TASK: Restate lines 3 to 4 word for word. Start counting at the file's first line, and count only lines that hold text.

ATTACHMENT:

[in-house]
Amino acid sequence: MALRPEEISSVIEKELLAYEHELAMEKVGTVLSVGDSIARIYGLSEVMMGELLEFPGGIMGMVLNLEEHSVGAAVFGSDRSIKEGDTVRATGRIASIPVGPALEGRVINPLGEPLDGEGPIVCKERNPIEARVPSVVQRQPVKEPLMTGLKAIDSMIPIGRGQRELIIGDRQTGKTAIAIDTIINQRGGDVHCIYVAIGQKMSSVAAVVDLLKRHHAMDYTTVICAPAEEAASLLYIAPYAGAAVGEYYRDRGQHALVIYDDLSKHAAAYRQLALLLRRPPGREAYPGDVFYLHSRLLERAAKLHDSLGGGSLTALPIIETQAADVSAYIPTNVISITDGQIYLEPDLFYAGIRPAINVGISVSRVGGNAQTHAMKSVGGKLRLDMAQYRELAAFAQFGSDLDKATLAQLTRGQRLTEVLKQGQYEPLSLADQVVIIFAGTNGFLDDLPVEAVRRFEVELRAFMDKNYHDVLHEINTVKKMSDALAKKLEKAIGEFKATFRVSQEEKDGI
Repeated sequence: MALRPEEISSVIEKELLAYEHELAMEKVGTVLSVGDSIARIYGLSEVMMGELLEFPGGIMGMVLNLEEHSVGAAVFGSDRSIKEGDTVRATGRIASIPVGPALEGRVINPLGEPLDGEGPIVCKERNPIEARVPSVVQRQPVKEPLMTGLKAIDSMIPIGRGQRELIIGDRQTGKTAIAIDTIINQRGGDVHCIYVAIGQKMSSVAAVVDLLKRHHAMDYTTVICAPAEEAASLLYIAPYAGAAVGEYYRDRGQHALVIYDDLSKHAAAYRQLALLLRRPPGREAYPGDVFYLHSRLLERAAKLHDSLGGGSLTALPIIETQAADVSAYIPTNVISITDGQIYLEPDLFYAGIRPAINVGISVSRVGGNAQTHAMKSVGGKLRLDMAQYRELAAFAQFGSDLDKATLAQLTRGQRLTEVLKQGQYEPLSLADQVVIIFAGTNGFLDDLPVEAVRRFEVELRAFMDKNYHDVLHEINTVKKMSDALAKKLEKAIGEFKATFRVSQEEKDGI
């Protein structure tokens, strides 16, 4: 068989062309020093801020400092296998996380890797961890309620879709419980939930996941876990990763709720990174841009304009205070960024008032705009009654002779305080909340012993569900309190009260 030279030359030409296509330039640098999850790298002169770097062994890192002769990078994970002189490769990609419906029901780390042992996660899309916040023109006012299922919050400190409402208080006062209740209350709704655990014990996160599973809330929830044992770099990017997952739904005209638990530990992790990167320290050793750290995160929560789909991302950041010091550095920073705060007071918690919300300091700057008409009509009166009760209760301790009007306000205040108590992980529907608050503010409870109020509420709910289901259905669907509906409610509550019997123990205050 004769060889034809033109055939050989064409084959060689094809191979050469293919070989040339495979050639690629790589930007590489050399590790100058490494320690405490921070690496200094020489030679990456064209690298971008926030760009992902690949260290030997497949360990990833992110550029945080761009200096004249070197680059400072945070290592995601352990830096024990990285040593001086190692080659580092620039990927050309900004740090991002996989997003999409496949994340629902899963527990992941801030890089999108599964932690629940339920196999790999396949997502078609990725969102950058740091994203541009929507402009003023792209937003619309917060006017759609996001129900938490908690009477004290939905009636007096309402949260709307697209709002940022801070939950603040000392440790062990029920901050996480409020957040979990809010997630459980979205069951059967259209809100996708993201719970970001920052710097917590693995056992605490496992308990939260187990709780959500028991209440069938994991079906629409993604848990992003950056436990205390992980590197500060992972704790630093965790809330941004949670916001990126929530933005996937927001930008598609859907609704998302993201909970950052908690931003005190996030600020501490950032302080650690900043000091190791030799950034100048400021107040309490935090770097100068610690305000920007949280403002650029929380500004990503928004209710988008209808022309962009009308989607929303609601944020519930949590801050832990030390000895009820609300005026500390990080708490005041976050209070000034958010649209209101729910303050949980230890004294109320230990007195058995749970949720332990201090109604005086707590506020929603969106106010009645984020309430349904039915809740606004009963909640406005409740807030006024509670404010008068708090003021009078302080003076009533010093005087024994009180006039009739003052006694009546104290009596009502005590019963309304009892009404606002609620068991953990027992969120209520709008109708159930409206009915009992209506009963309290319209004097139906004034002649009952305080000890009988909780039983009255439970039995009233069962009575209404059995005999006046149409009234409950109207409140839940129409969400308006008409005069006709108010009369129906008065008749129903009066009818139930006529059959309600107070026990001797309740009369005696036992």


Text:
Repeated sequence: MALRPEEISSVIEKELLAYEHELAMEKVGTVLSVGDSIARIYGLSEVMMGELLEFPGGIMGMVLNLEEHSVGAAVFGSDRSIKEGDTVRATGRIASIPVGPALEGRVINPLGEPLDGEGPIVCKERNPIEARVPSVVQRQPVKEPLMTGLKAIDSMIPIGRGQRELIIGDRQTGKTAIAIDTIINQRGGDVHCIYVAIGQKMSSVAAVVDLLKRHHAMDYTTVICAPAEEAASLLYIAPYAGAAVGEYYRDRGQHALVIYDDLSKHAAAYRQLALLLRRPPGREAYPGDVFYLHSRLLERAAKLHDSLGGGSLTALPIIETQAADVSAYIPTNVISITDGQIYLEPDLFYAGIRPAINVGISVSRVGGNAQTHAMKSVGGKLRLDMAQYRELAAFAQFGSDLDKATLAQLTRGQRLTEVLKQGQYEPLSLADQVVIIFAGTNGFLDDLPVEAVRRFEVELRAFMDKNYHDVLHEINTVKKMSDALAKKLEKAIGEFKATFRVSQEEKDGI
């Protein structure tokens, strides 16, 4: 068989062309020093801020400092296998996380890797961890309620879709419980939930996941876990990763709720990174841009304009205070960024008032705009009654002779305080909340012993569900309190009260 030279030359030409296509330039640098999850790298002169770097062994890192002769990078994970002189490769990609419906029901780390042992996660899309916040023109006012299922919050400190409402208080006062209740209350709704655990014990996160599973809330929830044992770099990017997952739904005209638990530990992790990167320290050793750290995160929560789909991302950041010091550095920073705060007071918690919300300091700057008409009509009166009760209760301790009007306000205040108590992980529907608050503010409870109020509420709910289901259905669907509906409610509550019997123990205050 004769060889034809033109055939050989064409084959060689094809191979050469293919070989040339495979050639690629790589930007590489050399590790100058490494320690405490921070690496200094020489030679990456064209690298971008926030760009992902690949260290030997497949360990990833992110550029945080761009200096004249070197680059400072945070290592995601352990830096024990990285040593001086190692080659580092620039990927050309900004740090991002996989997003999409496949994340629902899963527990992941801030890089999108599964932690629940339920196999790999396949997502078609990725969102950058740091994203541009929507402009003023792209937003619309917060006017759609996001129900938490908690009477004290939905009636007096309402949260709307697209709002940022801070939950603040000392440790062990029920901050996480409020957040979990809010997630459980979205069951059967259209809100996708993201719970970001920052710097917590693995056992605490496992308990939260187990709780959500028991209440069938994991079906629409993604848990992003950056436990205390992980590197500060992972704790630093965790809330941004949670916001990126929530933005996937927001930008598609859907609704998302993201909970950052908690931003005190996030600020501490950032302080650690900043000091190791030799950034100048400021107040309490935090770097100068610690305000920007949280403002650029929380500004990503928004209710988008209808022309962009009308989607929303609601944020519930949590801050832990030390000895009820609300005026500390990080708490005041976050209070000034958010649209209101729910303050949980230890004294109320230990007195058995749970949720332990201090109604005086707590506020929603969106106010009645984020309430349904039915809740606004009963909640406005409740807030006024509670404010008068708090003021009078302080003076009533010093005087024994009180006039009739003052006694009546104290009596009502005590019963309304009892009404606002609620068991953990027992969120209520709008109708159930409206009915009992209506009963309290319209004097139906004034002649009952305080000890009988909780039983009255439970039995009233069962009575209404059995005999006046149409009234409950109207409140839940129409969400308006008409005069006709108010009369129906008065008749129903009066009818139930006529059959309600107070026990001797309740009369005696036992």